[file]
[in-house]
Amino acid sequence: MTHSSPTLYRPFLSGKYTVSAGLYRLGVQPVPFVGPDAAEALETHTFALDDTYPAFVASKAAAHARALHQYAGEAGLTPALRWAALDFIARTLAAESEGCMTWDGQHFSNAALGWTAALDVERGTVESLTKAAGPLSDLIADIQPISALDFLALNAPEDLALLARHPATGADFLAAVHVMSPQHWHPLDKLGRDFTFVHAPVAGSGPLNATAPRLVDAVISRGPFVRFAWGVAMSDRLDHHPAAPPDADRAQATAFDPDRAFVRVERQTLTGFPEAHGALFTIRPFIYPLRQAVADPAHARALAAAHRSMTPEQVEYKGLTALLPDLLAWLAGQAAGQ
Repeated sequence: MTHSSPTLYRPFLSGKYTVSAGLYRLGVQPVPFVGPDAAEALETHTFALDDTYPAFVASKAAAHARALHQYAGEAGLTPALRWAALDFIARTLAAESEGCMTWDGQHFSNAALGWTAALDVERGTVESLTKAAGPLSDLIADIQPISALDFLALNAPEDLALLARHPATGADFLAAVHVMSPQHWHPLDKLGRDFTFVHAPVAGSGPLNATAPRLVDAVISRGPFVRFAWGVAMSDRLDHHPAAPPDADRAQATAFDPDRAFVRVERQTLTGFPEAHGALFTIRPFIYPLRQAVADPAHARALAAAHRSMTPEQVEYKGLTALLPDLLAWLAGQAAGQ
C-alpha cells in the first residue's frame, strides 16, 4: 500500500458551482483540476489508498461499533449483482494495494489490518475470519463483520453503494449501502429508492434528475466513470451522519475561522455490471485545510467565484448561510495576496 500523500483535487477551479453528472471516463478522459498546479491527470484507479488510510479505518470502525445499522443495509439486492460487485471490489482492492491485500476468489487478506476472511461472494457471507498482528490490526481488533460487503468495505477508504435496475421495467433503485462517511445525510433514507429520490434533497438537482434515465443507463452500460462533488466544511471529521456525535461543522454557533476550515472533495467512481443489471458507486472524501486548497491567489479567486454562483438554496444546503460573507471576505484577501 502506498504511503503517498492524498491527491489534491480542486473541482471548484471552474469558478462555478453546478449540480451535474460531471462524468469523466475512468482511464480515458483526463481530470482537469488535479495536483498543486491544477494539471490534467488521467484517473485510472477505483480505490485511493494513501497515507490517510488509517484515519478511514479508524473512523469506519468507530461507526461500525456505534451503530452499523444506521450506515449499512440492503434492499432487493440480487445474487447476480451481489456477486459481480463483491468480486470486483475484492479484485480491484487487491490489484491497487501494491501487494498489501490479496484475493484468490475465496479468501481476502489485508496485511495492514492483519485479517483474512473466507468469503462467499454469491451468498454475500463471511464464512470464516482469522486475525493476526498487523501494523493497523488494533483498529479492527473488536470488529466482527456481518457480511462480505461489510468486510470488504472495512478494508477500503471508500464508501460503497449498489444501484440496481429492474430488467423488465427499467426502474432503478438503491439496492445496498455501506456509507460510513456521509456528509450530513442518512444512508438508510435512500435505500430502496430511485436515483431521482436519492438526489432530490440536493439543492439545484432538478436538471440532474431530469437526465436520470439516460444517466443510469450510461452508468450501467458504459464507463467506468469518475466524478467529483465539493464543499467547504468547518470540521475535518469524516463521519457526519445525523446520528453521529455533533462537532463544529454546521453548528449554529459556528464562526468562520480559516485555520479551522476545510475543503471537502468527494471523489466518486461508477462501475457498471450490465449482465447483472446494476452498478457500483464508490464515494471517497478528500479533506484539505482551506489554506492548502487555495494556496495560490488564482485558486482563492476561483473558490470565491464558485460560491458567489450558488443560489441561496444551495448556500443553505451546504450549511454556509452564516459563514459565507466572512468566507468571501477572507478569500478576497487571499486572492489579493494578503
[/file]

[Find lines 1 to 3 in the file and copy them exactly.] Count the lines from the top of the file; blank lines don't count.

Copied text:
[in-house]
Amino acid sequence: MTHSSPTLYRPFLSGKYTVSAGLYRLGVQPVPFVGPDAAEALETHTFALDDTYPAFVASKAAAHARALHQYAGEAGLTPALRWAALDFIARTLAAESEGCMTWDGQHFSNAALGWTAALDVERGTVESLTKAAGPLSDLIADIQPISALDFLALNAPEDLALLARHPATGADFLAAVHVMSPQHWHPLDKLGRDFTFVHAPVAGSGPLNATAPRLVDAVISRGPFVRFAWGVAMSDRLDHHPAAPPDADRAQATAFDPDRAFVRVERQTLTGFPEAHGALFTIRPFIYPLRQAVADPAHARALAAAHRSMTPEQVEYKGLTALLPDLLAWLAGQAAGQ
Repeated sequence: MTHSSPTLYRPFLSGKYTVSAGLYRLGVQPVPFVGPDAAEALETHTFALDDTYPAFVASKAAAHARALHQYAGEAGLTPALRWAALDFIARTLAAESEGCMTWDGQHFSNAALGWTAALDVERGTVESLTKAAGPLSDLIADIQPISALDFLALNAPEDLALLARHPATGADFLAAVHVMSPQHWHPLDKLGRDFTFVHAPVAGSGPLNATAPRLVDAVISRGPFVRFAWGVAMSDRLDHHPAAPPDADRAQATAFDPDRAFVRVERQTLTGFPEAHGALFTIRPFIYPLRQAVADPAHARALAAAHRSMTPEQVEYKGLTALLPDLLAWLAGQAAGQ